Warner said she then took her data to the Seward City Council to explain her findings. HYPER received a $500,000 pass-through grant from the city after explaining why more child care was key to the city’s economic recovery from the COVID-19 pandemic. In all, Norwegian Cruise Lines gave Seward $1 million for that purpose and it was up to cities to decide how best to spend it.

Using their pass-through grant, HYPER established a startup fund that makes available money to people in the community who want to become child care providers.

Through that grant program, HYPER makes available $7,500 in startup funds and offers bimonthly technical support. If the provider becomes licensed with the State of Alaska within six months of receiving the funds, that provider becomes eligible for a bonus payment of $2,500.

A learning experience

Becoming a licensed child care provider in Alaska is not a simple process. HYPER Program Developer Rosie Patnode helps potential providers navigate the paperwork and bureaucracy associated with the process. The first step, Patnode said, is figuring out the type of child care facility they want to run.

In Alaska, there are three types of child care licenses: home, group home and center.

Child care businesses that operate with a home license are limited to eight children and must be administered by someone who is at least 21 years old, who has experience working with children and who lives in the residence the business operates out of.

Businesses that operate with a group home license may serve between nine and 12 children. That business administrator must meet the same requirements of home license administrators, and also work with a second administrator who is 18 or older and has experience working with children.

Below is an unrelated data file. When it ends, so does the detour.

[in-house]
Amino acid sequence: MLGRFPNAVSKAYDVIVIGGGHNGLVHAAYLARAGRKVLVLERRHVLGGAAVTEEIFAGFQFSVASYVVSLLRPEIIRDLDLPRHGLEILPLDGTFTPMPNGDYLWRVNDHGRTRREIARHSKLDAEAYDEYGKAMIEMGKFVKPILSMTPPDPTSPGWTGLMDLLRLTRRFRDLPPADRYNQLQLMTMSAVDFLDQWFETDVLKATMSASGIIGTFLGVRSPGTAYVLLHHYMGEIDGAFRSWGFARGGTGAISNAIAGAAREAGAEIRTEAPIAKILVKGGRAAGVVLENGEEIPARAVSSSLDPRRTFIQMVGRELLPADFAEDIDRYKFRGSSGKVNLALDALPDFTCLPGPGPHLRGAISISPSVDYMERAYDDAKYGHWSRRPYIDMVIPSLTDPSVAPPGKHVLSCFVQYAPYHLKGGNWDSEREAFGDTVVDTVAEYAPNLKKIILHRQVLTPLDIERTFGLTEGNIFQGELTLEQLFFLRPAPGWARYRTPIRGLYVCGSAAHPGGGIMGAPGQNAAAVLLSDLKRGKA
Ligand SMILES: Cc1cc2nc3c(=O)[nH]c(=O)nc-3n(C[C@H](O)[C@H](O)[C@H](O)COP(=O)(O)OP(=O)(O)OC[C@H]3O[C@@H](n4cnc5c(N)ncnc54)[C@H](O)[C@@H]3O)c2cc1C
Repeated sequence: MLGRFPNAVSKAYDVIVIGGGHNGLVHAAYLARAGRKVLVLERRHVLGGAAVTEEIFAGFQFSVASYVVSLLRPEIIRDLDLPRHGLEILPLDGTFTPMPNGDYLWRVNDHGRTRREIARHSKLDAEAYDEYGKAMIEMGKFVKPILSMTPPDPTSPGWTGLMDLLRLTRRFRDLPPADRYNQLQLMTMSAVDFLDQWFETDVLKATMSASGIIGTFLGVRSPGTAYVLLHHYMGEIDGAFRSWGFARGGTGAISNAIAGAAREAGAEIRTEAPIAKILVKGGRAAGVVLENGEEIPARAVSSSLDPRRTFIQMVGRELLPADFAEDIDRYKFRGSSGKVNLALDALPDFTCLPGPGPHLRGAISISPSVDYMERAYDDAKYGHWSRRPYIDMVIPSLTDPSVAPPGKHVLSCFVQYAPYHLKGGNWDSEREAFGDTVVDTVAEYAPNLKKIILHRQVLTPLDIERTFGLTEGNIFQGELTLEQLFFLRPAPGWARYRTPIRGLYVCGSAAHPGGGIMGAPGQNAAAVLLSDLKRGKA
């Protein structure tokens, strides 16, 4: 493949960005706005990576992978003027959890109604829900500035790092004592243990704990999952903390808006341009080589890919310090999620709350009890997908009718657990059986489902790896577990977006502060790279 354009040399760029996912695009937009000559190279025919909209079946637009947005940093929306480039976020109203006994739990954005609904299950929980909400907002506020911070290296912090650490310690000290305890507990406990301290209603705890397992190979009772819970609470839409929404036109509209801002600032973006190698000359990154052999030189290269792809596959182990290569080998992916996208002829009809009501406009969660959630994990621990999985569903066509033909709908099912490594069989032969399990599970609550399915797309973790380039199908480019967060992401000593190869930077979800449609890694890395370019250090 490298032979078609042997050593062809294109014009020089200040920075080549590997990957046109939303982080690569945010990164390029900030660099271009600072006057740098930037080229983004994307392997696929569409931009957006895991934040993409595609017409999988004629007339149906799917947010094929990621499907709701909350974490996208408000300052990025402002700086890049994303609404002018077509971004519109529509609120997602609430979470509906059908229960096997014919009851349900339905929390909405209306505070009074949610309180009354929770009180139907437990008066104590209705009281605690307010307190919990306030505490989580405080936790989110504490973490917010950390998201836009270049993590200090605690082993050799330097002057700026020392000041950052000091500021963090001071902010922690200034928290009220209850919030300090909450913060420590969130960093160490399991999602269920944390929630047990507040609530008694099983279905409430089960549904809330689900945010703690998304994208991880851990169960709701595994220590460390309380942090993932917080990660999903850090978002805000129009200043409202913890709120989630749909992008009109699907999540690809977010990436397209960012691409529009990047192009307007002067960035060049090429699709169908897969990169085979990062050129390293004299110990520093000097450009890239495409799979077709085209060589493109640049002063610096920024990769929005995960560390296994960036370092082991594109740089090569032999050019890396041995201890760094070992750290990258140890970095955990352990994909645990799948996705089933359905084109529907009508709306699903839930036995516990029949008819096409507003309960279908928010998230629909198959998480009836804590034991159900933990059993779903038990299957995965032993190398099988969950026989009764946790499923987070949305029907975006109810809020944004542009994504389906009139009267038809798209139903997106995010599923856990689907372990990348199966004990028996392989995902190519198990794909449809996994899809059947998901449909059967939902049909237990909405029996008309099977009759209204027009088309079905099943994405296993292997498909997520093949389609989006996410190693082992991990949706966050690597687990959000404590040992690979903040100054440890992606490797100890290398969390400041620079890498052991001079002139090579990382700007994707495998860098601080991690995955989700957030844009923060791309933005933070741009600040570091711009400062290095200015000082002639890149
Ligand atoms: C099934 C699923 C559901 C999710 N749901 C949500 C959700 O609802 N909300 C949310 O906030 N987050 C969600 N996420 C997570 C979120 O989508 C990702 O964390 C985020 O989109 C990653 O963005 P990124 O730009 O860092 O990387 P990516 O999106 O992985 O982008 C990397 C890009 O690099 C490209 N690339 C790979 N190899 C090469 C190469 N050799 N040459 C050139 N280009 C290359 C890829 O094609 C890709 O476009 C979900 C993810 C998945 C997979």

Child care businesses licensed to operate as centers may serve 13 or more children, with the number of caregivers required dependent on the age and number of the children being served.

When it comes to the type of assistance HYPER provides, Patnode said it depends on the person applying. Some need hands-on assistance, she said, while others may need help coordinating fire marshal inspections and filling out paperwork.

“Every applicant is different, so it kind of changes based on what they need from us,” Patnode said.

It doesn’t help, she said, that a lot of the documents are outdated. She’s considered making informational videos that walk people through the process of becoming a licensed childcare provider.

“I’m hoping over the next year that we can develop a policy template so that we’re not continuing to recreate the wheel,” she said.

Looking ahead, Patnode and Warner said HYPER’s work isn’t done. They’re holding another provider meet up in October and hope that thread, a child care resource and referral organization that helps families find affordable and high-quality child care in Alaska, will join them.

They said the path forward for child care in Alaska needs to be a holistic one. That means paying providers livable wages and seeing the field as a profession.

They’re keeping their eyes on Gov. Mike Dunleavy’s child care task force, which his office announced in April, and that is tasked with developing a plan to improve the availability and affordability of quality child care in Alaska.

“It comes down to seeing child care providers as professionals and not just babysitters,” Warner said.

Child care resources for Seward families can be found on HYPER’s website at

Reach reporter Ashlyn O’Hara at

Students attending Sprouts Preschool make magic wands out of leaves in Seward, Alaska. (Photo courtesy Seward Sprouts Preschool)

Students attending Sprouts Preschool make magic wands out of leaves in Seward, Alaska. (Photo courtesy Seward Sprouts Preschool)